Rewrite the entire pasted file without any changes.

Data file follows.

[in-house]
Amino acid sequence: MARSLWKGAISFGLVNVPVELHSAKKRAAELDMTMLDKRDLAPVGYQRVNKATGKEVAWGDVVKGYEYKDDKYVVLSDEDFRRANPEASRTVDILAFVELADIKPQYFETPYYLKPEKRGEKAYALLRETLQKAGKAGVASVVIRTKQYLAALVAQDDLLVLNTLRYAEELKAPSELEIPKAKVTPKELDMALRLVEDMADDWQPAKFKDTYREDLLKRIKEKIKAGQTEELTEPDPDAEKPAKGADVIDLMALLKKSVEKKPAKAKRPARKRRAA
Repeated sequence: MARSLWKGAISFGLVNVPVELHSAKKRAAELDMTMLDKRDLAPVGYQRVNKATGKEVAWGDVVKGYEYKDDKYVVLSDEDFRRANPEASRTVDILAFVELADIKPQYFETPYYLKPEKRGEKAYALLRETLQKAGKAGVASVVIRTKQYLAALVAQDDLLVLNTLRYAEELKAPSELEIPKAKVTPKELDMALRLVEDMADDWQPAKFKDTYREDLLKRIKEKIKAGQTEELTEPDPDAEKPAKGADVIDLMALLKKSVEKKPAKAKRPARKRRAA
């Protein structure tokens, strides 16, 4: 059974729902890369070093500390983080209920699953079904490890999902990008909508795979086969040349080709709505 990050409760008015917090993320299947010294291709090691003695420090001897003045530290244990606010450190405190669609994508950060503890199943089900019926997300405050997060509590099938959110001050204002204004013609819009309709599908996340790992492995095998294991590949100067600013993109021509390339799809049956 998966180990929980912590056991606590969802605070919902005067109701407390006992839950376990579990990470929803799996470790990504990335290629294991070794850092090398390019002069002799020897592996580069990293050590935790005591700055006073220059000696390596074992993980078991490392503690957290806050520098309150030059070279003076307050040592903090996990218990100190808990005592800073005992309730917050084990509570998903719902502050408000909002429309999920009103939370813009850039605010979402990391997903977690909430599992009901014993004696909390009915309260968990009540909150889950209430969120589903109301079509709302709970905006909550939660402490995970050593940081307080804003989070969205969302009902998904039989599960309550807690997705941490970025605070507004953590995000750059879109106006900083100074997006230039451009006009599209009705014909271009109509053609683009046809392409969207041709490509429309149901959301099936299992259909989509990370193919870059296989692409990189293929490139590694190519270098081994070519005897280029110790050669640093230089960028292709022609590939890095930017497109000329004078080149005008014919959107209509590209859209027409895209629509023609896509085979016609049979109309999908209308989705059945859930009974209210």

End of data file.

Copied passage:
[in-house]
Amino acid sequence: MARSLWKGAISFGLVNVPVELHSAKKRAAELDMTMLDKRDLAPVGYQRVNKATGKEVAWGDVVKGYEYKDDKYVVLSDEDFRRANPEASRTVDILAFVELADIKPQYFETPYYLKPEKRGEKAYALLRETLQKAGKAGVASVVIRTKQYLAALVAQDDLLVLNTLRYAEELKAPSELEIPKAKVTPKELDMALRLVEDMADDWQPAKFKDTYREDLLKRIKEKIKAGQTEELTEPDPDAEKPAKGADVIDLMALLKKSVEKKPAKAKRPARKRRAA
Repeated sequence: MARSLWKGAISFGLVNVPVELHSAKKRAAELDMTMLDKRDLAPVGYQRVNKATGKEVAWGDVVKGYEYKDDKYVVLSDEDFRRANPEASRTVDILAFVELADIKPQYFETPYYLKPEKRGEKAYALLRETLQKAGKAGVASVVIRTKQYLAALVAQDDLLVLNTLRYAEELKAPSELEIPKAKVTPKELDMALRLVEDMADDWQPAKFKDTYREDLLKRIKEKIKAGQTEELTEPDPDAEKPAKGADVIDLMALLKKSVEKKPAKAKRPARKRRAA
């Protein structure tokens, strides 16, 4: 059974729902890369070093500390983080209920699953079904490890999902990008909508795979086969040349080709709505 990050409760008015917090993320299947010294291709090691003695420090001897003045530290244990606010450190405190669609994508950060503890199943089900019926997300405050997060509590099938959110001050204002204004013609819009309709599908996340790992492995095998294991590949100067600013993109021509390339799809049956 998966180990929980912590056991606590969802605070919902005067109701407390006992839950376990579990990470929803799996470790990504990335290629294991070794850092090398390019002069002799020897592996580069990293050590935790005591700055006073220059000696390596074992993980078991490392503690957290806050520098309150030059070279003076307050040592903090996990218990100190808990005592800073005992309730917050084990509570998903719902502050408000909002429309999920009103939370813009850039605010979402990391997903977690909430599992009901014993004696909390009915309260968990009540909150889950209430969120589903109301079509709302709970905006909550939660402490995970050593940081307080804003989070969205969302009902998904039989599960309550807690997705941490970025605070507004953590995000750059879109106006900083100074997006230039451009006009599209009705014909271009109509053609683009046809392409969207041709490509429309149901959301099936299992259909989509990370193919870059296989692409990189293929490139590694190519270098081994070519005897280029110790050669640093230089960028292709022609590939890095930017497109000329004078080149005008014919959107209509590209859209027409895209629509023609896509085979016609049979109309999908209308989705059945859930009974209210």